In his final briefing to ambassadors, Karim Khan, Special Adviser and Head of the team, known as UNITAD, reported that investigators have reached a “landmark moment” in their work.
They have finalized initial case briefs on two key priorities: attacks against the Yazidi community in the Sinjar region in northern Iraq, and the mass killing of unarmed cadets and military personnel at Tikrit Air Academy in June 2014.
“I am able to announce that based upon independent and impartial investigations, complying with international standards and UN best practice, there is clear and convincing evidence that the crimes against the Yazidi people clearly constituted genocide,” he said.
‘Convert or die’
Mr Khan recalled that the crimes committed by ISIL, also known as Daesh, “shocked the conscience of humanity”, as manifested by the group’s ultimatum to convert, or die.
“A full scope of criminality is displayed in the awful criminality of Daesh against the Yazidi community”, he said. “Executions, slavery, sexual slavery. Crimes against children that are horrific, and really chill one’s soul, that how on earth could such things be allowed to happen. Yet they did.”
UNITAD has supported the return of the remains of more than 100 Yazidis recovered from nine mass grave sites in the village of Kojo.
Nobel Peace Prize winner Nadia Murad, who was kidnapped by ISIL, told ambassadors that her people had experienced the worst atrocities known to humankind.
“I will never forget the grief in my mother’s eyes when she realized her sons had been executed – not knowing she would face the same fate”, Ms Murad said.
“I can still feel my niece’s hands being ripped out of mine as we were separated and loaded onto buses like cattle. And I can still calculate what my body was worth to those who bought and sold it.”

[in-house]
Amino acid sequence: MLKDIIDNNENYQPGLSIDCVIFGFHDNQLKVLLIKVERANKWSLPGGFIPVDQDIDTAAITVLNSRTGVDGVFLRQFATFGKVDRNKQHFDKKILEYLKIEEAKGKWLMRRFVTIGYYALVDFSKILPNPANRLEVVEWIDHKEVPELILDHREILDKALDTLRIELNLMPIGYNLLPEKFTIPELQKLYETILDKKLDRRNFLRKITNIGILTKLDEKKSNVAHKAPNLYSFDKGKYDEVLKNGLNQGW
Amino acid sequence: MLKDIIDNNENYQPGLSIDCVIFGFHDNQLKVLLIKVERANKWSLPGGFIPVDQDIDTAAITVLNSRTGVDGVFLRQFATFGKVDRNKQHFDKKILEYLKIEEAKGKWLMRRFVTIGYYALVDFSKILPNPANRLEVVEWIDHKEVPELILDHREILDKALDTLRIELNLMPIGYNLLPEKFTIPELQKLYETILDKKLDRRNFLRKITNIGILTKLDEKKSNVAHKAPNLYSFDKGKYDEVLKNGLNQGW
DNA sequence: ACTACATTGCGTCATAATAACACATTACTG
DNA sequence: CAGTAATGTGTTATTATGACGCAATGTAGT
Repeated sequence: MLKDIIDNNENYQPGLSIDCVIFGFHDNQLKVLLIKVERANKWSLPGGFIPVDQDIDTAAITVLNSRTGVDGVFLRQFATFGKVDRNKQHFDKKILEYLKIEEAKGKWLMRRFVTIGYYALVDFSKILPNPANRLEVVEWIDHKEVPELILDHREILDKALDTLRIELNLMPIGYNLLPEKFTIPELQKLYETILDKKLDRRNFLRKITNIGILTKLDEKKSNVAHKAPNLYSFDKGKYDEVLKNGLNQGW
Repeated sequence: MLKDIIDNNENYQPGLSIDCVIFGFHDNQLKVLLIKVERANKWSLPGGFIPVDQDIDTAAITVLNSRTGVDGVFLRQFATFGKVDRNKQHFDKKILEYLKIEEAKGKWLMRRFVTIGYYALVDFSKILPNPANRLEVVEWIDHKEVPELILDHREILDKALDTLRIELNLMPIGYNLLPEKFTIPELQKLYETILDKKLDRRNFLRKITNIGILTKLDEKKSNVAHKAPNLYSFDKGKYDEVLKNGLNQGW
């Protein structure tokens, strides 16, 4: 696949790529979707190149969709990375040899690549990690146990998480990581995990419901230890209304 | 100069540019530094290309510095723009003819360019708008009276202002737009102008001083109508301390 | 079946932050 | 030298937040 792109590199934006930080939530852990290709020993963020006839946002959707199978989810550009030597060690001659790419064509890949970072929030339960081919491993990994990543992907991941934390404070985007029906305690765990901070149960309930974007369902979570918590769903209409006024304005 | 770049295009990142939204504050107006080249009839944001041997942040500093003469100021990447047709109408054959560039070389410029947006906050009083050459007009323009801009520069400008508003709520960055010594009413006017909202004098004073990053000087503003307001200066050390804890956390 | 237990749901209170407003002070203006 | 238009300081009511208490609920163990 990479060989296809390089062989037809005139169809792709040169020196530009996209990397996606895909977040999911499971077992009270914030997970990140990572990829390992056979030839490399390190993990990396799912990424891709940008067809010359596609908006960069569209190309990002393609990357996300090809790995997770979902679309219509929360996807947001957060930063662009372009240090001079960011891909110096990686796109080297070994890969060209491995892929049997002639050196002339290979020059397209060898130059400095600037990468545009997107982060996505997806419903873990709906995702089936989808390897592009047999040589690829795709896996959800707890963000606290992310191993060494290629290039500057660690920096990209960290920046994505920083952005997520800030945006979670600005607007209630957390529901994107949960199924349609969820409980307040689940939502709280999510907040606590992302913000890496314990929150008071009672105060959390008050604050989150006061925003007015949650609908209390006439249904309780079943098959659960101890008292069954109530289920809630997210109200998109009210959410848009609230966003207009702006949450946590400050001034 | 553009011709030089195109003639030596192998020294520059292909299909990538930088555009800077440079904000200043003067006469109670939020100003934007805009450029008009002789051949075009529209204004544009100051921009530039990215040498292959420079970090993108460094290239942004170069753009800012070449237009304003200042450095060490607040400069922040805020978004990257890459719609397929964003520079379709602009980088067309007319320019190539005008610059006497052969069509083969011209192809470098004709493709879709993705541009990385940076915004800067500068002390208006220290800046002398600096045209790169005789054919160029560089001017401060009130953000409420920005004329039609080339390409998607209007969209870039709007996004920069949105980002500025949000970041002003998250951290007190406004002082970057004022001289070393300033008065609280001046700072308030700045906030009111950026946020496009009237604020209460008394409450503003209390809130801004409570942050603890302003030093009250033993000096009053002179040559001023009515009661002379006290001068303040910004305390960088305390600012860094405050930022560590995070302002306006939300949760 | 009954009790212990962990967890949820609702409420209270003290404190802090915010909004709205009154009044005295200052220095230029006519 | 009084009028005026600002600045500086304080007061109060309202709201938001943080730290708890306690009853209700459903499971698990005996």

Chemical weapons capacity
ISIL’s brutality affected all communities in Iraq, as the incident at the Tikrit Air Academy has also shown. The cadets, mainly Shia Muslims, were led away and many were massacred. An ISIL propaganda video of their murder was clear evidence of the crime of direct and public incitement to commit genocide, according to Mr Khan.
“One doesn’t even need to look into the content of the video, though we’ve done that and we’ve had language experts to analyze it,” he stated. “But it’s by the title of the video that Daesh broadcasted: Kill them wherever you find them.”
Investigations have also revealed ISIL’s “demonstrated capacity” to manufacture and deploy chemical and biological weapons, focused on the group’s takeover of Mosul University, in Iraq’s second city which they occupied until the end of 2017.
ISIL attracted combatants from the region and abroad. Drawing on the expertise of scientists and medical professionals in its ranks, the group began “weaponizing” chlorine from water treatment plants, testing biological agents on prisoners, and firing 40 mustard gas rockets on the Turkmen Shia town of Taza Khurmatu.
Crimes must be prosecuted
Mr Khan leaves UNITAD shortly, and next month assumes the post of Prosecutor with the International Criminal Court.
UN teams in Iraq gathered a “mountain” of information, including testimonies, forensic evidence from mass grave sites and digital data extracted from ISIL hard drives. Investigators have also completed an initial case brief identifying individuals and companies that provided financial services to ISIL.
Meanwhile, work continues to ensure “no victim, no child of humanity, is left behind”, Mr Khan said, pointing to progress surrounding crimes targeting the Sunni, Shia, Christian and other communities.
He emphasized, however, that it was not sufficient to simply document ISIL’s crimes, and UNITAD continues to support developments towards legislation that will allow for ISIL members to be prosecuted.
“Legislation of course is needed to ensure that Iraq has the legal architecture in place to prosecute this haemorrhage of the human soul: not as common crimes of terrorism, heinous though they are, but as acts of genocide, crimes against humanity and war crimes,” he said.